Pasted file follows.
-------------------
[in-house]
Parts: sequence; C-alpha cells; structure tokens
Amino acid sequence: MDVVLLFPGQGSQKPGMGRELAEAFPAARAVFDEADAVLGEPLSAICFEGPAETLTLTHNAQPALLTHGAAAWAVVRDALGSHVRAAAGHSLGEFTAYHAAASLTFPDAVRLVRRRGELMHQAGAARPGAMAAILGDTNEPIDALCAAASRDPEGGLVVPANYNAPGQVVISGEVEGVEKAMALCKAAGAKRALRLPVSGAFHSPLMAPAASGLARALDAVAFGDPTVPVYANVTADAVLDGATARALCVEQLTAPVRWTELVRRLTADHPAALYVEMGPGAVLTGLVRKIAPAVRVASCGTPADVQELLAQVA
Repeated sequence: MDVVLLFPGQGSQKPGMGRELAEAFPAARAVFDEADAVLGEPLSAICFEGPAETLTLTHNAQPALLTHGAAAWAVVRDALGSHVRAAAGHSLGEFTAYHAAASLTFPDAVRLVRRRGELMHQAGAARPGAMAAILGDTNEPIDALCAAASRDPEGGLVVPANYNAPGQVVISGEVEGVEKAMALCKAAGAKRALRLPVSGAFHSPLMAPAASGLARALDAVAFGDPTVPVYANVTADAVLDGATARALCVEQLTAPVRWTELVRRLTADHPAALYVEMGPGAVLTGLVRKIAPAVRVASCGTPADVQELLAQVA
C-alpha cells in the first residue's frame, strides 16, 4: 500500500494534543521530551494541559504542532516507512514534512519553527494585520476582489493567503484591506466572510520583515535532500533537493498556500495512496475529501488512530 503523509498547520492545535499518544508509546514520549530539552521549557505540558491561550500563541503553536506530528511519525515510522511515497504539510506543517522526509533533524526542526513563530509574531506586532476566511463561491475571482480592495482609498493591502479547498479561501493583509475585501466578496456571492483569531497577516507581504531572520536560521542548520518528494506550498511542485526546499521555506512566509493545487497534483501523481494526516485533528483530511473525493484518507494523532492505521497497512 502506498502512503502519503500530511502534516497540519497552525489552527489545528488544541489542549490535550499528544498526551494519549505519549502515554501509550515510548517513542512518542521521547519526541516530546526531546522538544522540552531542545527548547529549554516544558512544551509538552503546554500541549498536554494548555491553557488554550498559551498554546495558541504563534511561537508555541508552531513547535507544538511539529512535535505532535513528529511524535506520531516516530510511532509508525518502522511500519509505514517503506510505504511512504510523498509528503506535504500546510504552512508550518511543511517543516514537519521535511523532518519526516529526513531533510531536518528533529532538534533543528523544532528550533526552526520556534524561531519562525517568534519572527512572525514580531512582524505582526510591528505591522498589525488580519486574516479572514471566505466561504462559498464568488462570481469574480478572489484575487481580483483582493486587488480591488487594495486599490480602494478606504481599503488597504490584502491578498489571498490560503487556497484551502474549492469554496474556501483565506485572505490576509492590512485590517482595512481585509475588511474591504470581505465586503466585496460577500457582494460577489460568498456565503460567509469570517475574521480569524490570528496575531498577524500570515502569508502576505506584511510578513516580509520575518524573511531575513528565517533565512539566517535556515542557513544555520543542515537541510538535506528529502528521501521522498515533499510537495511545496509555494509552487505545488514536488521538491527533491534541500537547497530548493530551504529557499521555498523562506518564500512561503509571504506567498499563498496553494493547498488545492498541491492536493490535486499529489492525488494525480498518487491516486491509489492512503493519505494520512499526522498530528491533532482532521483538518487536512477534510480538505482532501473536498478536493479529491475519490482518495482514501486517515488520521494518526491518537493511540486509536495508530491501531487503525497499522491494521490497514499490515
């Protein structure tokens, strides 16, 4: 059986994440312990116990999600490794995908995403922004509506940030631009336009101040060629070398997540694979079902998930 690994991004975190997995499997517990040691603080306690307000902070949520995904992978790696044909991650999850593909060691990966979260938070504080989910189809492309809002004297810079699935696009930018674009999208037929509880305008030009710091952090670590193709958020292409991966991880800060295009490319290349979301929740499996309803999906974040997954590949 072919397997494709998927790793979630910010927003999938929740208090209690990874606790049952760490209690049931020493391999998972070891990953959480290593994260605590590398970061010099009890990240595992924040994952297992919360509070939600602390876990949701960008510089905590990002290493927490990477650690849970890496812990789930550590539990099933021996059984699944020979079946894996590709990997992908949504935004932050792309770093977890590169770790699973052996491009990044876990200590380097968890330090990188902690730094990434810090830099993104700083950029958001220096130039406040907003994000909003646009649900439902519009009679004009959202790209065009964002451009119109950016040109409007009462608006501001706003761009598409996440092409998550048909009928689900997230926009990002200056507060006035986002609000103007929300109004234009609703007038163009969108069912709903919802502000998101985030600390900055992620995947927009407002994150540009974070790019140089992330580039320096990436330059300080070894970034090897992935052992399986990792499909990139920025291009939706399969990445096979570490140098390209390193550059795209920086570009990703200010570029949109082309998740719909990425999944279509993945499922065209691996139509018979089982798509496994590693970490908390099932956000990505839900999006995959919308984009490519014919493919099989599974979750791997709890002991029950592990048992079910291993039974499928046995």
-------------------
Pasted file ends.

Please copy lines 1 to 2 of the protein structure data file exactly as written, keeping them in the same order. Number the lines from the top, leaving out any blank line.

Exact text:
[in-house]
Parts: sequence; C-alpha cells; structure tokens